South Lakeland and north Lancashire are already blessed with a cultural landscape few other areas could boast.

The Lakeland Arts Trust runs Abbot Hall Art Gallery and the Museum of Lakeland Life and Industry in Kendal, plus Blackwell, the Arts and Craft House at Bowness.

And it is developing the Windermere Steamboat Museum, which is set to become a massive tourist attraction.

Kendal’s Brewery Arts Centre is a fantastic resource, with its mixture of restauants and bars, gallery spaces, theatre, cinema and music performances.

Coniston is home to Brantwood, plus the Ruskin Museum; Lancaster has the Dukes and Keswick has the Theatre by the Lake, one of the UK’s most important regional theatres.

There are numerous festivals and shows in the area, including Countryfest and the Holker Garden Festival, which last week attracted thousands of visitors.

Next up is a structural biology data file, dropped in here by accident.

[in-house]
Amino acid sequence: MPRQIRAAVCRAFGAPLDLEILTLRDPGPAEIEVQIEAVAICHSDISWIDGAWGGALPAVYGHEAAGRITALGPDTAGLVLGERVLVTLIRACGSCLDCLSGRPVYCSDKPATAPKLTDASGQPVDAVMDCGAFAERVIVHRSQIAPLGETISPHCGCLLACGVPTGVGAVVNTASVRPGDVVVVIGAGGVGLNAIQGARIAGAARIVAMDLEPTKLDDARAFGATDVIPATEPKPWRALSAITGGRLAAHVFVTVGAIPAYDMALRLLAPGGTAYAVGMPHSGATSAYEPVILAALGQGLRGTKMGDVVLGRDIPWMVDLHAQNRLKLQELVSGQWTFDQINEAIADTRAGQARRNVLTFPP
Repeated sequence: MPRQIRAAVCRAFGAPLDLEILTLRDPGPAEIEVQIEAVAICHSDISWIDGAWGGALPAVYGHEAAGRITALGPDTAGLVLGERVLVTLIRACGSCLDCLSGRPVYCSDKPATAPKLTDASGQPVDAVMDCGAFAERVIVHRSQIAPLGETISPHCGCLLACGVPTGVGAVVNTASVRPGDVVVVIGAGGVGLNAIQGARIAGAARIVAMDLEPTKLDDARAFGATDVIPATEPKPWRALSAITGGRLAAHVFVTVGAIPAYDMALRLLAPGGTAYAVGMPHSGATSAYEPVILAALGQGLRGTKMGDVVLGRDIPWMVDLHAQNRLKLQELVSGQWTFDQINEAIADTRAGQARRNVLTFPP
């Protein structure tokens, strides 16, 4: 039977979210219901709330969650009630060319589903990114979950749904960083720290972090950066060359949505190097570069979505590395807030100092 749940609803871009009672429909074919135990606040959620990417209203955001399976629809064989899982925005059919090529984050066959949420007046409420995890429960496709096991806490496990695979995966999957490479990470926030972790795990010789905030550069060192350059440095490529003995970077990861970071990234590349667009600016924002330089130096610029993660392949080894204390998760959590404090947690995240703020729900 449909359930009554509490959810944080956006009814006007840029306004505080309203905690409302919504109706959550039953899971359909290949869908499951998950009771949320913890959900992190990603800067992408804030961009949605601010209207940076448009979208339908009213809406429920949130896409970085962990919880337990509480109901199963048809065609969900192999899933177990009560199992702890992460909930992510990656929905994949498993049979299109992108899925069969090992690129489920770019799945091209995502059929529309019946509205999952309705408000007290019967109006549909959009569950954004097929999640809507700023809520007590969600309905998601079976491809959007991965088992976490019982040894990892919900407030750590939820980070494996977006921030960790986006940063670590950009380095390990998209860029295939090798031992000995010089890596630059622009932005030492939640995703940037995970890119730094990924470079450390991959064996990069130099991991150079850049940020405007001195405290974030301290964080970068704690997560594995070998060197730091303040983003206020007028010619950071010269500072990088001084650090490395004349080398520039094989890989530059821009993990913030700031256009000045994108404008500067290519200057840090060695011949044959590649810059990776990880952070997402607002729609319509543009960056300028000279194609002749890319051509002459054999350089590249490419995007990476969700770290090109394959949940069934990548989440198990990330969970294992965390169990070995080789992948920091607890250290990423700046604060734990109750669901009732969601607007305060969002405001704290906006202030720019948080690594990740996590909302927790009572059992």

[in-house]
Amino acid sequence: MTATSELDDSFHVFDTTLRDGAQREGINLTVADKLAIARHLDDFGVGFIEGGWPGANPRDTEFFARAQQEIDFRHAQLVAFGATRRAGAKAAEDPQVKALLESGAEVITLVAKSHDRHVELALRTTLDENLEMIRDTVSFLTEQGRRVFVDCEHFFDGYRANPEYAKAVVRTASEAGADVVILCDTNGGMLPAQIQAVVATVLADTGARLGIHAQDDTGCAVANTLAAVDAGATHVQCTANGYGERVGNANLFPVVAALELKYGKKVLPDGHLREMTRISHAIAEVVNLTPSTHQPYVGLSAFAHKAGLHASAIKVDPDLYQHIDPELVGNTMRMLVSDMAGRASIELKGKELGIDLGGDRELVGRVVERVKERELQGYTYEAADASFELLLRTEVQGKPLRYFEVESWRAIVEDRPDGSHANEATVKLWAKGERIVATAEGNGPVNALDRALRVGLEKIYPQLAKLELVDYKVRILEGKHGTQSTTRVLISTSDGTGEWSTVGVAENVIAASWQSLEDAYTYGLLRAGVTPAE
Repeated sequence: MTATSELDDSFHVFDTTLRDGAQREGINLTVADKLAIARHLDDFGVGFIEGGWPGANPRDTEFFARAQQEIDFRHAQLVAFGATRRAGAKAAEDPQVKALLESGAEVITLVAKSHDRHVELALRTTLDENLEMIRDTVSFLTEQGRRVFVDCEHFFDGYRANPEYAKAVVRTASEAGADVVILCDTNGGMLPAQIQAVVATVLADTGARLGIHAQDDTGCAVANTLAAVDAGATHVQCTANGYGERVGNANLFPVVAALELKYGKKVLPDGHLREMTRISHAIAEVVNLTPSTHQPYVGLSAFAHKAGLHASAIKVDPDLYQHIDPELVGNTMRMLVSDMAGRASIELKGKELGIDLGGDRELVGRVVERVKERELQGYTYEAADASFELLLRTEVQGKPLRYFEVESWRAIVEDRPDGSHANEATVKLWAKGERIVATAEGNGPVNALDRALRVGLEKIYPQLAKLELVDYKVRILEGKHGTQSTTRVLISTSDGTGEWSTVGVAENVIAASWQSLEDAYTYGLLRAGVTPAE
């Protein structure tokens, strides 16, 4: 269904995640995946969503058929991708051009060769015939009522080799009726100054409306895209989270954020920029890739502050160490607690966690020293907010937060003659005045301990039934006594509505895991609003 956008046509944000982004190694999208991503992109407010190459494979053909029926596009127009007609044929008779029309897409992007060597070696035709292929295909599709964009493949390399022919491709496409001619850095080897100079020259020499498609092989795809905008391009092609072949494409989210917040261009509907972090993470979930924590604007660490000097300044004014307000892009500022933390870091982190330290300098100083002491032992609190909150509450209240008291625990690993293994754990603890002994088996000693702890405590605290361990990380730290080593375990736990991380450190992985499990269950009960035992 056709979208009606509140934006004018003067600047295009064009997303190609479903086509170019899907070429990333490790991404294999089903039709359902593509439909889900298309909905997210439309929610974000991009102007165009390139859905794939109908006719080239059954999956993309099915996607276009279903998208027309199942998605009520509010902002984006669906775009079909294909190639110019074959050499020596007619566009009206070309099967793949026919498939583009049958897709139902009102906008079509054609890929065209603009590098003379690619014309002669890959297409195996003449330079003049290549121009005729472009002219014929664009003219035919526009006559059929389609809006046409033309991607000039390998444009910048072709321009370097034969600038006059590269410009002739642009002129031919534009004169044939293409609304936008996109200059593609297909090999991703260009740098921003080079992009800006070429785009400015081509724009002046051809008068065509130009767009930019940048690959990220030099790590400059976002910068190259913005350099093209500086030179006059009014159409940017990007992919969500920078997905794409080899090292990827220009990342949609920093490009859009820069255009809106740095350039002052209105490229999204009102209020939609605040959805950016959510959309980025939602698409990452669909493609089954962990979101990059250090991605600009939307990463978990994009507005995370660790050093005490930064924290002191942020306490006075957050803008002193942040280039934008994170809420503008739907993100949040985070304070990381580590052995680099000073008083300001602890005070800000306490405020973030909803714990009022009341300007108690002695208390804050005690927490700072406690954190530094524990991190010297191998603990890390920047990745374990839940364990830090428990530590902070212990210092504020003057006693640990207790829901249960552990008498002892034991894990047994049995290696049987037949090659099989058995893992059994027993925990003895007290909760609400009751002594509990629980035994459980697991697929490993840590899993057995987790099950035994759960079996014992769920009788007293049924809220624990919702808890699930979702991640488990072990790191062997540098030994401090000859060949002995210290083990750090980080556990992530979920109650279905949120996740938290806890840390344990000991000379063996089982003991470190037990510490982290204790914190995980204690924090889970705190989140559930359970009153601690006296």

The forthcoming Mintfest and Comic Art Festival bring a big economic boost to the district.

On top of all that, there is now news about proposals to create a Kurt Schwitters Merz Barn museum and contemporary art gallery at the Cylinders Estate site in the Langdale valley.

Interest is growing in the life and works of German artist Schwitters who, after fleeing the Nazis, lived in Ambleside as a refugee artist.

The fact that leading figures from the Arts Council, universities, funding organisations, businesses and tourism attended this week’s conference about the Langdale project are a strong indication of how seriously it is being taken.

At Kendal, meanwhile, plans to transform Kendal’s Canal Head into a ‘cultural quarter’ continue to move ahead, with the eventual aim of creating a ‘hub’ for artists and businesses, studios, galleries, performance space and cafes.

It all adds up to an exciting time for this area, with innovative schemes that are likely to make the Lake District an even more vibrant and enjoyable place to live and visit.